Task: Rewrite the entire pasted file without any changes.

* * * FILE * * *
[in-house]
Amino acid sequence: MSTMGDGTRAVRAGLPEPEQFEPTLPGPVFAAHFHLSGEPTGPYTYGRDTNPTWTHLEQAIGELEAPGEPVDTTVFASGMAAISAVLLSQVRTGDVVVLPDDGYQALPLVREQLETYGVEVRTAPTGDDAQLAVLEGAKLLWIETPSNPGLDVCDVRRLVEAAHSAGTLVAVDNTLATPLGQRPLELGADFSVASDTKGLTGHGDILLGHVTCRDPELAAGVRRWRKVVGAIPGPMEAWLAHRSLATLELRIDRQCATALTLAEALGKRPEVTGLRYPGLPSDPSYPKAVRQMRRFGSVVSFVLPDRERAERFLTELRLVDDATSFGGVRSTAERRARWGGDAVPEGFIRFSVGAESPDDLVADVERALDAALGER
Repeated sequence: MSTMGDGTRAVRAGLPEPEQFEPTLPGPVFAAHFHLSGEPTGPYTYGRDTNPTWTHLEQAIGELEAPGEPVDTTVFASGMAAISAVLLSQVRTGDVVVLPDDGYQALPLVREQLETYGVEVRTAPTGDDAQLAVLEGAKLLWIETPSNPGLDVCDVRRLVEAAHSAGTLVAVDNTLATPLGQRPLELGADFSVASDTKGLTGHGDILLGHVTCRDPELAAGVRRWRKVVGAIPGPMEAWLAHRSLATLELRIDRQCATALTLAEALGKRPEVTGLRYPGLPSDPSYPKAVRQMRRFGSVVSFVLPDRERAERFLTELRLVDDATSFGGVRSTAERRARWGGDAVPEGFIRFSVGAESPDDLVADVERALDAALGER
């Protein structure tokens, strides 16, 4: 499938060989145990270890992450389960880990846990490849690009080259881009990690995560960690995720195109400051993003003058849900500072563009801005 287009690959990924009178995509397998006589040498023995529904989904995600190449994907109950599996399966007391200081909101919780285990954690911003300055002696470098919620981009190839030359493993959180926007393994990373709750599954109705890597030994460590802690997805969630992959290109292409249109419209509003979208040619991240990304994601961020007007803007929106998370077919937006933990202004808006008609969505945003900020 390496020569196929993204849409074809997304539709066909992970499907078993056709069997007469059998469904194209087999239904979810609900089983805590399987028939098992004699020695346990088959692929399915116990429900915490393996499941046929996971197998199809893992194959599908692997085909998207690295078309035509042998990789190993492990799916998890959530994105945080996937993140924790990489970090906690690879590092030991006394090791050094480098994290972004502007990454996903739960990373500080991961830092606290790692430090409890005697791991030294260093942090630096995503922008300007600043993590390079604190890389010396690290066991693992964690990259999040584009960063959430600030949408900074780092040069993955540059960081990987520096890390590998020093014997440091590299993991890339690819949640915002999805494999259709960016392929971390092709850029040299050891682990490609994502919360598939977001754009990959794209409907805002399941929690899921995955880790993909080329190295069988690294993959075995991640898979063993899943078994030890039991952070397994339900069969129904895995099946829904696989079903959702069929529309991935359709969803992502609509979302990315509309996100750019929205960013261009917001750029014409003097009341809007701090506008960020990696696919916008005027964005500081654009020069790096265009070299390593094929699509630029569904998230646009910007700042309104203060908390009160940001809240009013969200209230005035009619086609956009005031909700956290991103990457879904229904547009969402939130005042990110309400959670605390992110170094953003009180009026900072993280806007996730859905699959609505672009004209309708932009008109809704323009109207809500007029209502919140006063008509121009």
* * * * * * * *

[in-house]
Amino acid sequence: MSTMGDGTRAVRAGLPEPEQFEPTLPGPVFAAHFHLSGEPTGPYTYGRDTNPTWTHLEQAIGELEAPGEPVDTTVFASGMAAISAVLLSQVRTGDVVVLPDDGYQALPLVREQLETYGVEVRTAPTGDDAQLAVLEGAKLLWIETPSNPGLDVCDVRRLVEAAHSAGTLVAVDNTLATPLGQRPLELGADFSVASDTKGLTGHGDILLGHVTCRDPELAAGVRRWRKVVGAIPGPMEAWLAHRSLATLELRIDRQCATALTLAEALGKRPEVTGLRYPGLPSDPSYPKAVRQMRRFGSVVSFVLPDRERAERFLTELRLVDDATSFGGVRSTAERRARWGGDAVPEGFIRFSVGAESPDDLVADVERALDAALGER
Repeated sequence: MSTMGDGTRAVRAGLPEPEQFEPTLPGPVFAAHFHLSGEPTGPYTYGRDTNPTWTHLEQAIGELEAPGEPVDTTVFASGMAAISAVLLSQVRTGDVVVLPDDGYQALPLVREQLETYGVEVRTAPTGDDAQLAVLEGAKLLWIETPSNPGLDVCDVRRLVEAAHSAGTLVAVDNTLATPLGQRPLELGADFSVASDTKGLTGHGDILLGHVTCRDPELAAGVRRWRKVVGAIPGPMEAWLAHRSLATLELRIDRQCATALTLAEALGKRPEVTGLRYPGLPSDPSYPKAVRQMRRFGSVVSFVLPDRERAERFLTELRLVDDATSFGGVRSTAERRARWGGDAVPEGFIRFSVGAESPDDLVADVERALDAALGER
């Protein structure tokens, strides 16, 4: 499938060989145990270890992450389960880990846990490849690009080259881009990690995560960690995720195109400051993003003058849900500072563009801005 287009690959990924009178995509397998006589040498023995529904989904995600190449994907109950599996399966007391200081909101919780285990954690911003300055002696470098919620981009190839030359493993959180926007393994990373709750599954109705890597030994460590802690997805969630992959290109292409249109419209509003979208040619991240990304994601961020007007803007929106998370077919937006933990202004808006008609969505945003900020 390496020569196929993204849409074809997304539709066909992970499907078993056709069997007469059998469904194209087999239904979810609900089983805590399987028939098992004699020695346990088959692929399915116990429900915490393996499941046929996971197998199809893992194959599908692997085909998207690295078309035509042998990789190993492990799916998890959530994105945080996937993140924790990489970090906690690879590092030991006394090791050094480098994290972004502007990454996903739960990373500080991961830092606290790692430090409890005697791991030294260093942090630096995503922008300007600043993590390079604190890389010396690290066991693992964690990259999040584009960063959430600030949408900074780092040069993955540059960081990987520096890390590998020093014997440091590299993991890339690819949640915002999805494999259709960016392929971390092709850029040299050891682990490609994502919360598939977001754009990959794209409907805002399941929690899921995955880790993909080329190295069988690294993959075995991640898979063993899943078994030890039991952070397994339900069969129904895995099946829904696989079903959702069929529309991935359709969803992502609509979302990315509309996100750019929205960013261009917001750029014409003097009341809007701090506008960020990696696919916008005027964005500081654009020069790096265009070299390593094929699509630029569904998230646009910007700042309104203060908390009160940001809240009013969200209230005035009619086609956009005031909700956290991103990457879904229904547009969402939130005042990110309400959670605390992110170094953003009180009026900072993280806007996730859905699959609505672009004209309708932009008109809704323009109207809500007029209502919140006063008509121009």